After a day of riots at the Capitol, Congress counted the Electoral College votes and confirmed the win for President-elect Joe Biden and Vice President-elect Kamala Harris.
US Congress confirmed President-elect Joseph R. Biden Jr.’s victory early Thursday morning, hours after a mob of loyalists urged on by President Trump stormed and occupied the Capitol, disrupting the final electoral count in a shocking display of violence that shook the core of American democracy.
President Trump, who spent months stoking the anger of his supporters with false claims that the election was stolen and refused to condemn the violent protesters on Wednesday, said early Thursday that he would respect the results of the election.
“Even though I totally disagree with the outcome of the election, and the facts bear me out, nevertheless there will be an orderly transition on January 20th,” he said in a statement.
Mr. Trump’s comments came moments after Mr. Biden’s victory was certified shortly before 4 a.m. by a joint session of Congress presided over by Vice President Mike Pence.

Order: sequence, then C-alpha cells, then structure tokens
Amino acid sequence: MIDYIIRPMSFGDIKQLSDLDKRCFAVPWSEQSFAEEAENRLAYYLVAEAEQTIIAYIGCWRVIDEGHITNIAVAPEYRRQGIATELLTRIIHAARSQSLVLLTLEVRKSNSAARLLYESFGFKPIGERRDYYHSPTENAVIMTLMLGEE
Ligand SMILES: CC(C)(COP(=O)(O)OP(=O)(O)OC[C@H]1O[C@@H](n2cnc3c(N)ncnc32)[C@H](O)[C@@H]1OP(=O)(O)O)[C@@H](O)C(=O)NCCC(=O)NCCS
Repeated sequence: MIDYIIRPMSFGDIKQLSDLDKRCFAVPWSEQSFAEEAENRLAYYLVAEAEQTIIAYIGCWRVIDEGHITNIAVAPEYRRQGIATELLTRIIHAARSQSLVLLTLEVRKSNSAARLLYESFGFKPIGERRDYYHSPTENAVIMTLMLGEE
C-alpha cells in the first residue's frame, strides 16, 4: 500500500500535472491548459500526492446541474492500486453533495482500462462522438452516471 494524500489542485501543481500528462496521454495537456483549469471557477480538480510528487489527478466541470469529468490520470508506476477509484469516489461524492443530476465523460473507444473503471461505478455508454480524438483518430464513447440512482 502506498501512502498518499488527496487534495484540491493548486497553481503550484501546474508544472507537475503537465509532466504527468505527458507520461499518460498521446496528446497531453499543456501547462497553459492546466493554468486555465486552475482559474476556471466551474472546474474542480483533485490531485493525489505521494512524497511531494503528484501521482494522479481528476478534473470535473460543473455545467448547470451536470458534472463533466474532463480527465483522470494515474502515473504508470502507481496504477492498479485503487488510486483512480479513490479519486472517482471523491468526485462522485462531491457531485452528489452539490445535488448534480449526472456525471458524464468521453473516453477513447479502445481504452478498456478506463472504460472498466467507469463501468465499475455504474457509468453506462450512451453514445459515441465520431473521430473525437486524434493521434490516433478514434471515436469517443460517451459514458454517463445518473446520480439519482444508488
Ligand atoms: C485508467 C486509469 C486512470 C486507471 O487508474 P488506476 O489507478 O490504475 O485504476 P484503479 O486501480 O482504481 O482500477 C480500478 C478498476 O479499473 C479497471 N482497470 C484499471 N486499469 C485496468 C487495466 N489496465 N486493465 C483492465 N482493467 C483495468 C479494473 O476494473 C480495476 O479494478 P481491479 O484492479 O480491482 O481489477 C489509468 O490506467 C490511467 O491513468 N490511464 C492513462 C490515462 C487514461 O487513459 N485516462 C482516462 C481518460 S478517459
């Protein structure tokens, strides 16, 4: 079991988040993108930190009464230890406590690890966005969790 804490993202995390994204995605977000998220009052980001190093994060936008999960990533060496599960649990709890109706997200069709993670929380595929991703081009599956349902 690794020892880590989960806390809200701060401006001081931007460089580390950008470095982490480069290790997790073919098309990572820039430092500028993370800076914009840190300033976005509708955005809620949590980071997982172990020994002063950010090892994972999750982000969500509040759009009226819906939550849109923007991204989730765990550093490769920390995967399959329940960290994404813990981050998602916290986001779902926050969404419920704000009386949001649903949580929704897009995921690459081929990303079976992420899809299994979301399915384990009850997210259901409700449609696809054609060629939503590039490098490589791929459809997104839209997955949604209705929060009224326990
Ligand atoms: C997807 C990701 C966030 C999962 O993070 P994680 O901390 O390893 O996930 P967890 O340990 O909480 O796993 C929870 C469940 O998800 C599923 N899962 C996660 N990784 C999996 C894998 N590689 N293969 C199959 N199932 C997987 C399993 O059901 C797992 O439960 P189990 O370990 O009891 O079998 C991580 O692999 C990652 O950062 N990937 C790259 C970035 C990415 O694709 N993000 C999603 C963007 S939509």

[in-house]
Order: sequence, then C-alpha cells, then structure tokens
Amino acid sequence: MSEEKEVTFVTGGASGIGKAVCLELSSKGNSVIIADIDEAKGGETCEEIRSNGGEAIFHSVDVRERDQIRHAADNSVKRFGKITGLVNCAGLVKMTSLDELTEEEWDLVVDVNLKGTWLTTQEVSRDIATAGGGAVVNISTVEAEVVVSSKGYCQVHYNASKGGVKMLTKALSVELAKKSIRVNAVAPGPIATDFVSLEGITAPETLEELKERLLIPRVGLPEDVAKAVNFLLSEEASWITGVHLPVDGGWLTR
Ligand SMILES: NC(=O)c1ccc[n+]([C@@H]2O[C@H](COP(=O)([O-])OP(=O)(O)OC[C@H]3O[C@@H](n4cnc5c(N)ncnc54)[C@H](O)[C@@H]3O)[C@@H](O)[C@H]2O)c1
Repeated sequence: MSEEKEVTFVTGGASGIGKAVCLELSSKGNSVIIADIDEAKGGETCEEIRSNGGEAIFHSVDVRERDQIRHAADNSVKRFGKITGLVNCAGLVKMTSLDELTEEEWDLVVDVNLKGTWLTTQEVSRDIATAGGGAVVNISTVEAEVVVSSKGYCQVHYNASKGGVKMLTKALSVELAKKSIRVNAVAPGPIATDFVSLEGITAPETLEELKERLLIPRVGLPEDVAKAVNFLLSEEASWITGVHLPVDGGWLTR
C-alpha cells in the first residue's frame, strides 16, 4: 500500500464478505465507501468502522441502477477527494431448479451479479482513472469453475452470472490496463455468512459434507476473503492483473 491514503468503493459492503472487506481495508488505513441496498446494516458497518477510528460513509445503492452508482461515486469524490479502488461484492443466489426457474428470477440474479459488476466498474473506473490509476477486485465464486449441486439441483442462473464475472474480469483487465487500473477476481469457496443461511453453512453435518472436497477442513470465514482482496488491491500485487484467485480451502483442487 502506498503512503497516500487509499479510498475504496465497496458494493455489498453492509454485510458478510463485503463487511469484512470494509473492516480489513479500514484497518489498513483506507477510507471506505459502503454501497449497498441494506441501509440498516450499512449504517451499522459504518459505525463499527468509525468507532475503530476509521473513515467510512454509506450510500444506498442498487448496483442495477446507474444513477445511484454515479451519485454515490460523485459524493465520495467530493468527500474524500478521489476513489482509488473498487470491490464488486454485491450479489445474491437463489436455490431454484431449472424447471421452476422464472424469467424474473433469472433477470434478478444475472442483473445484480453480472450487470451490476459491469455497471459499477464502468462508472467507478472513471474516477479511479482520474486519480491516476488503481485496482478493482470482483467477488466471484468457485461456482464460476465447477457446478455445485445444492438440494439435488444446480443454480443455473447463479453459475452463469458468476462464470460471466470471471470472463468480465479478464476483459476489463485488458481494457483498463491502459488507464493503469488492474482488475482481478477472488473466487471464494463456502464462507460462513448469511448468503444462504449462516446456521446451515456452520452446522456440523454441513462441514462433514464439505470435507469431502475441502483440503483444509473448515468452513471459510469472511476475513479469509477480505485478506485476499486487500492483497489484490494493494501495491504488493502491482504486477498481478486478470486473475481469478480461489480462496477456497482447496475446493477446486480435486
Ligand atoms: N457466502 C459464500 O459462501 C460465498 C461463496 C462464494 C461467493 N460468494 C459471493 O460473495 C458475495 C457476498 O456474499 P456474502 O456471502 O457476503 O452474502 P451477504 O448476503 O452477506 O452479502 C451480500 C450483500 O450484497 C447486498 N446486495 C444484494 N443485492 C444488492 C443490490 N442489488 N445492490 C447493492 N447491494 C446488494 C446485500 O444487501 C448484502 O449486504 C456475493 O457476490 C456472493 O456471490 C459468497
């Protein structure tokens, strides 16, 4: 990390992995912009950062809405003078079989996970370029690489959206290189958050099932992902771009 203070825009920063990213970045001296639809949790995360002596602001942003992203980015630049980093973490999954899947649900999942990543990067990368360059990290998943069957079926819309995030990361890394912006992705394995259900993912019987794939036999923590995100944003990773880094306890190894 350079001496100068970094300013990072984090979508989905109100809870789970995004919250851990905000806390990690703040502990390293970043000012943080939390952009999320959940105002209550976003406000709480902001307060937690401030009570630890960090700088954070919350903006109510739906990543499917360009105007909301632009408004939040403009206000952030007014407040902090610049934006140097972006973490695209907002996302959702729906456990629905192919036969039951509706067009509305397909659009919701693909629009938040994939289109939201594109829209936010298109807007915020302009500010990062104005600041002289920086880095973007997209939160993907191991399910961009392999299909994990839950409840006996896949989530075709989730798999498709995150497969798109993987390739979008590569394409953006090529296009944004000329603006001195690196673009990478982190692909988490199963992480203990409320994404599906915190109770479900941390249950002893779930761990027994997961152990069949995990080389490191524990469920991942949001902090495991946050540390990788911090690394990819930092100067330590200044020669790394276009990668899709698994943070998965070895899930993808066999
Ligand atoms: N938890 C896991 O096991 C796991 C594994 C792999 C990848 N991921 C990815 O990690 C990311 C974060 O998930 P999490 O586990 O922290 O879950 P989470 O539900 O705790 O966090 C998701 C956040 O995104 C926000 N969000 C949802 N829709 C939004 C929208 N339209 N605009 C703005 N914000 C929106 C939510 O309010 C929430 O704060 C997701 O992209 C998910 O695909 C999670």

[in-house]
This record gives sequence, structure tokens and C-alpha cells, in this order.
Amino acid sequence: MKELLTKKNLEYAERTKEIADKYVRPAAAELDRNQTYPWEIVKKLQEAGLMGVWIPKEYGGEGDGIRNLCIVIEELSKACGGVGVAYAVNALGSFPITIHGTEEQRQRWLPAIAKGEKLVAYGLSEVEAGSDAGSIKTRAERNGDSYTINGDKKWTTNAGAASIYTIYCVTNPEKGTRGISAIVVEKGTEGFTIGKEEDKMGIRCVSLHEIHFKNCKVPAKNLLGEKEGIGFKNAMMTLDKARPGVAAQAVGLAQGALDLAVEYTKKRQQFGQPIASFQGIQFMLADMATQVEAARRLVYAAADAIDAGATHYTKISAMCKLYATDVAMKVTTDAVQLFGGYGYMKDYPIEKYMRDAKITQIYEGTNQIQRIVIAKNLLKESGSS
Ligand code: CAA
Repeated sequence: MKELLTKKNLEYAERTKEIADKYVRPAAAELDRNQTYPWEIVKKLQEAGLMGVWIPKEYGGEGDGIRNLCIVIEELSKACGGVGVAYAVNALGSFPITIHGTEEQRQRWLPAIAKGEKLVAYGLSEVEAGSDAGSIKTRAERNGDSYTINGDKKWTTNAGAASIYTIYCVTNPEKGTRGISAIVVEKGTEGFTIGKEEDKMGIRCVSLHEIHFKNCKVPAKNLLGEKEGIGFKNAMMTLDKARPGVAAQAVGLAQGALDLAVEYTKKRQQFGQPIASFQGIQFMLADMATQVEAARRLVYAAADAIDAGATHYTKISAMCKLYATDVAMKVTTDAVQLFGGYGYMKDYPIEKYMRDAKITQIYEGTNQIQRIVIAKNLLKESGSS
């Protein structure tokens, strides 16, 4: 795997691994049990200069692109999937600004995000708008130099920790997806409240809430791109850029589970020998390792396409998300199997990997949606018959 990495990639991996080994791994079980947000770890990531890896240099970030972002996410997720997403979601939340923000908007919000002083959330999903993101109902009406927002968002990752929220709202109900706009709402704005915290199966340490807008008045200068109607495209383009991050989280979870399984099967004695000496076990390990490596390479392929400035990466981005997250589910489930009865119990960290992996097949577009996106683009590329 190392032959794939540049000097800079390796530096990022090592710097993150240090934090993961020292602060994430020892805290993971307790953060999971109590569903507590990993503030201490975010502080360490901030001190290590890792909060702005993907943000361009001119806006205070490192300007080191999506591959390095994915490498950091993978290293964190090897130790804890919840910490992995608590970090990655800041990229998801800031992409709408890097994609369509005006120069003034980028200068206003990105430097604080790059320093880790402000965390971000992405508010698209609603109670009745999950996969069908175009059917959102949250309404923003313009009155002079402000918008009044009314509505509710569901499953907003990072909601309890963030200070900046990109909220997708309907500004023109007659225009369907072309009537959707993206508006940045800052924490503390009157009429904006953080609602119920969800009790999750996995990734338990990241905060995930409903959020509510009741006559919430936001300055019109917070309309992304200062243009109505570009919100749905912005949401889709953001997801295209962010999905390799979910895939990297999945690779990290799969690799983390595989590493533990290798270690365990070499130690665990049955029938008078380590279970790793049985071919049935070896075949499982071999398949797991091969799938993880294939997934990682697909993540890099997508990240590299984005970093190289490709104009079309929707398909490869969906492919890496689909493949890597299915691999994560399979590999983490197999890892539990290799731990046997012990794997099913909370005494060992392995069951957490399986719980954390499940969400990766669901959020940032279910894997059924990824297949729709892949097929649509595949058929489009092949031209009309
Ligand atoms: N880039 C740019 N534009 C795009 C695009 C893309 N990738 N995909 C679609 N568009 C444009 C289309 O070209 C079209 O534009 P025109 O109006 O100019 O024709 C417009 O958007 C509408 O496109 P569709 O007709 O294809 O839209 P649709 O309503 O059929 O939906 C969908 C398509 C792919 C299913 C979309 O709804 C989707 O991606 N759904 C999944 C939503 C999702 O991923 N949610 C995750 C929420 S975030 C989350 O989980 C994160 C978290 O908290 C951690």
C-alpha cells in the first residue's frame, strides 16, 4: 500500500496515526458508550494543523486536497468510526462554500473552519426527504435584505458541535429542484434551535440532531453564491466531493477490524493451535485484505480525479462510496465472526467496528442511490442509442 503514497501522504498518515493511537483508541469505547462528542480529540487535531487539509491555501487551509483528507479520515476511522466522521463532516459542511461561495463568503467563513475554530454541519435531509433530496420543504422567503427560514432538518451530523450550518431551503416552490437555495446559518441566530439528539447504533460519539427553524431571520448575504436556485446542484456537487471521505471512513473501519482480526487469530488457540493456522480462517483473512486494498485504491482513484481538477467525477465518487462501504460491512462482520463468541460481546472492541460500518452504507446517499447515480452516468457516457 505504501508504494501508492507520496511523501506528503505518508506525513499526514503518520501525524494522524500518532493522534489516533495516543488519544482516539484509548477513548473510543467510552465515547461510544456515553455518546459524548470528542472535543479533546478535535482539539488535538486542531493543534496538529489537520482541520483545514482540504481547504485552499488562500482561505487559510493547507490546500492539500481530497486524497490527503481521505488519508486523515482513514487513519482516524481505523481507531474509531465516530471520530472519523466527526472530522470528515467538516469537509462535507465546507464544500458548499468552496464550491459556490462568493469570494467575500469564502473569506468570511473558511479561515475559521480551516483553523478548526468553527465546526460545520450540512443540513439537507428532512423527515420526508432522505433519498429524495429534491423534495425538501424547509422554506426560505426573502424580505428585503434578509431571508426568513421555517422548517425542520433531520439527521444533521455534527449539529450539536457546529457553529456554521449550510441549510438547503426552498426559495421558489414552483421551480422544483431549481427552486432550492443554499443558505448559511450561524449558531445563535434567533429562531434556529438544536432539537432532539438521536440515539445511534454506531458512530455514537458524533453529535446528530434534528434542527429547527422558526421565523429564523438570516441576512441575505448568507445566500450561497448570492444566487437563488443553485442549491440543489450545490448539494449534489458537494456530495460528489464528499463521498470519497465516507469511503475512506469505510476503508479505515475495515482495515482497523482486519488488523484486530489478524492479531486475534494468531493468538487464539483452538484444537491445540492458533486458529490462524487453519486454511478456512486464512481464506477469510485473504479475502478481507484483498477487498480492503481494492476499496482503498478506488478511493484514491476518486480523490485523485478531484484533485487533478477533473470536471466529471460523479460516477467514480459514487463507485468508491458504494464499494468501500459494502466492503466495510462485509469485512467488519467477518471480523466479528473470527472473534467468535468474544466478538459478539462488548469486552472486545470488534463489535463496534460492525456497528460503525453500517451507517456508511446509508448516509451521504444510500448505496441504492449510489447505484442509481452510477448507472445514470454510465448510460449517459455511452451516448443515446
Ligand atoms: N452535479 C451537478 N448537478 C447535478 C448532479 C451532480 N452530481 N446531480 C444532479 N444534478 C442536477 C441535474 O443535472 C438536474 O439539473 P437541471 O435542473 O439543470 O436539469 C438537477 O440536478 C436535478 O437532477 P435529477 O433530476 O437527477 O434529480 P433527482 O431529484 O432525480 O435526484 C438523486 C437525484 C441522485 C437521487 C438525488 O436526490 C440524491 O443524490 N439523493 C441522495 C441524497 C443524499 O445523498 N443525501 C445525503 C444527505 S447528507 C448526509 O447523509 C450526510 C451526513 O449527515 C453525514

There was no parallel in modern American history, with insurgents acting in the president’s name vandalizing Speaker Nancy Pelosi’s office, smashing windows, looting art and briefly taking control of the Senate chamber, where they took turns posing for photographs with fists up on the dais where Mr. Pence had just been presiding.
By the time the Senate reconvened late on Wednesday evening, hours after lawmakers had been evacuated from a Capitol overrun by rebels carrying pro-Trump paraphernalia, one of the nation’s most polarizing moments had yielded an unexpected window of solidarity. Republicans and Democrats locked arms to denounce the violence and express their determination to carry out what they called a constitutionally sacrosanct function.
“To those who wreaked havoc in our Capitol today, you did not”, Trump told his supporters.